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Today's News

  • Deputy responding to call in two-car accident

    A sheriff's patrol car responding to a call collided with another car May 5 at Wadsworth Boulevard and Chatfield Avenue, and the deputy in the patrol car and the other driver both were taken to the hospital.

    The deputy, whose name was unavailable, was driving south on Wadsworth with lights and siren on about 5:30 p.m., according to sheriff's spokeswoman Jacki Kelley. As the deputy rolled through the intersection of Wadsworth and Chatfield, the other driver apparently didn't see or hear the patrol car, and his vehicle slammed into the passenger side of the deputy’s car.

  • Falcons earn respect in state semifinal loss

    PUEBLO — The Falcons have landed.

    Although few at Hobbs Field could probably find Front Range Christian on a map, the Falcons showed the Class 2A baseball field – and the defending champions, particularly – what they’re all about Friday in the state semifinals.

    “I’m excited. I think we represented ourselves well,” coach Dave Sherman said. “We could have played better, but we played all 21 outs to the best of our abilities, and that was our goal.”

  • West light-rail corridor gets $40 million in federal funds

    U.S. Transportation Secretary Ray LaHood announced May 7 that the Regional Transportation District will receive $40 million in federal funds for the west corridor light-rail project.

    "By getting these funds to the Regional Transportation District now, we're providing a boost that will help this project keep moving forward while jump-starting the economy and putting people back to work," LaHood said.

  • Jeffco ranks second in state in motorcycle deaths: Safety classes recommended for riders

    As the weather improves, more and more people are pulling their motorcycles out of hibernation and taking to the streets and highways.

    But according to state data, more and more motorcycle riders are getting seriously hurt, especially in Jefferson County, which was second only to El Paso County in motorcycle deaths in 2008.

  • Chargers sprint to state title in relay

    LAKEWOOD — Sam Stratton’s mom probably won’t be buying a post-race photo of her son’s Class 5A state 400-meter race.

    While the other eight participants were receiving their awards on the infield at Jefferson County Stadium on May 16, Stratton was tending to a nasty blister under his left pinky toe – and a post-race hangover.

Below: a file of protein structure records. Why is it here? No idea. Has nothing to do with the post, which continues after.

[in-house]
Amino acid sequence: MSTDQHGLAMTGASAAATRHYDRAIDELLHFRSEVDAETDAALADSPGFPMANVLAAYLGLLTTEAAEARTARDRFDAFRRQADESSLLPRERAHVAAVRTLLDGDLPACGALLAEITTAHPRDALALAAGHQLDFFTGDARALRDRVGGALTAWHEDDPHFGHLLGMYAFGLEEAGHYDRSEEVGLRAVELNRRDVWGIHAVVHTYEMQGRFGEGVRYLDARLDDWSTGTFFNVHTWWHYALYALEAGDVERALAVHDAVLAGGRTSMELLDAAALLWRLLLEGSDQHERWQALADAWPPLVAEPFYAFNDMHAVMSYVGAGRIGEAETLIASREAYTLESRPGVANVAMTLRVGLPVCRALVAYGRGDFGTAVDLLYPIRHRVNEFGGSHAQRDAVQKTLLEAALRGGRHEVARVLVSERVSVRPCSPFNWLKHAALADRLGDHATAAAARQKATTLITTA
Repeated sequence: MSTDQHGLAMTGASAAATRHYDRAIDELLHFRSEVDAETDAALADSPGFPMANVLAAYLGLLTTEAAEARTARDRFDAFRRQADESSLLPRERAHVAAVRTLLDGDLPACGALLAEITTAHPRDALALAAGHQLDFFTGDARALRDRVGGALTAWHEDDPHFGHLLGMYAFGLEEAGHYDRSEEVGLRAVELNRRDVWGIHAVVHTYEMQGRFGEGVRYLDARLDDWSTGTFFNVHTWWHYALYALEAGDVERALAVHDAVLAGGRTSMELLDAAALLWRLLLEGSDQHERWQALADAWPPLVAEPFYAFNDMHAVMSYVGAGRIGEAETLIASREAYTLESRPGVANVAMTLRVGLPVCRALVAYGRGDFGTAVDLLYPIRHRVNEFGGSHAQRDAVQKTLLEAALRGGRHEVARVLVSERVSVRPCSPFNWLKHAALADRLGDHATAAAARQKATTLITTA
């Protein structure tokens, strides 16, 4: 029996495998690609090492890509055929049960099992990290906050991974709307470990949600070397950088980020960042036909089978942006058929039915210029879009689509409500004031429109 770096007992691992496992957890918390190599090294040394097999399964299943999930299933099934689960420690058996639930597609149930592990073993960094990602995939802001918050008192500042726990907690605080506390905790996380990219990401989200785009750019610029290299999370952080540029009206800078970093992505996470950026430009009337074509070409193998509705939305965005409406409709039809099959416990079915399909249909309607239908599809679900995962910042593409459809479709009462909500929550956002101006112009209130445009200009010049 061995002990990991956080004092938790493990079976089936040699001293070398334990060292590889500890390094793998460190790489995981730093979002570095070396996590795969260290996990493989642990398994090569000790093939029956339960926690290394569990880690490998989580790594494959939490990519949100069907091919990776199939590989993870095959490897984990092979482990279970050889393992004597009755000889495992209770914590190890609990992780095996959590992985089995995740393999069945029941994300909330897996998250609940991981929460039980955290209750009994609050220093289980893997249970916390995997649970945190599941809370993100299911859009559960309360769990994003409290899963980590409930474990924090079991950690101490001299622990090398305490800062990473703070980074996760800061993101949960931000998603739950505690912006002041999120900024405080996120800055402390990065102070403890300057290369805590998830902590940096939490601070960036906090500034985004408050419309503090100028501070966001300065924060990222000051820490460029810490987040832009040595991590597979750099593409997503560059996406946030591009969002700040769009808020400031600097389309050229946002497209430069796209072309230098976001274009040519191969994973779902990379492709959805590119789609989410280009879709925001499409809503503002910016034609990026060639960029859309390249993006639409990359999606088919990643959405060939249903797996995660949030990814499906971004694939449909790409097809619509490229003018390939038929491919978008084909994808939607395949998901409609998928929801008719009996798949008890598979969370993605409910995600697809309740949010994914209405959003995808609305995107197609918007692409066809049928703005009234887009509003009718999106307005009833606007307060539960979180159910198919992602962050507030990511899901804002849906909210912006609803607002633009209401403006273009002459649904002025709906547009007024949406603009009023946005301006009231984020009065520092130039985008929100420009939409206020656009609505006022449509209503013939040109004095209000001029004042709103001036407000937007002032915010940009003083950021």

Although Stratton won’t be in the photo, he made sure to leave his mark on the race – injury and all.

  • Mind games: Five local teams head for World Finals of Odyssey of the Mind

    What could the average adult make with toothpicks, straws, ping-pong balls, rubber bands, plastic forks, trash bags and a roll of tape?

    It might be hard to imagine these junk-drawer objects as anything terribly useful. But a young mind can conjure many options with these objects: a miniature building or car, or, when they are pasted onto a painted piece of cardboard, a backdrop for a skit.

  • Labor unions: relevant or ruinous?

    By Hannah Hayes

    A friend recently shared that her grandfather was a union member, and then she said something that really struck me: “That was back when unions were a good thing.” Her comment speaks to the success of management in its long-lived campaign to create a negative image for unions.

  • School closed due to flu will reopen

    A Jeffco Public Schools charter school in Arvada was expected to reopen May 7 after closing for several days when one of its students tested positive for the H1N1 flu.

    Lynn Setzer, spokeswoman for the district, said the student is expected to make a full recovery, but Excel Academy was closed "as a precaution." The school's 450 students were working from home.

  • Jeffco school employees say they’re underpaid: But most think they are effective at work

    Jeffco Public Schools' employees generally believe they are effective in their jobs, feel safe at work and have positive relationships with their supervisors, according to a recent survey.

    But the workers surveyed, which included teachers, staff and administrators, continue to feel they are not paid fairly for the work they do and aren't paid according to market value.

  • Hammer was used in South Jeffco slaying

    A hammer reportedly was the weapon used in the slaying of a woman found dead at a South Jeffco apartment on April 24, according to documents from the Jefferson County district attorney's office.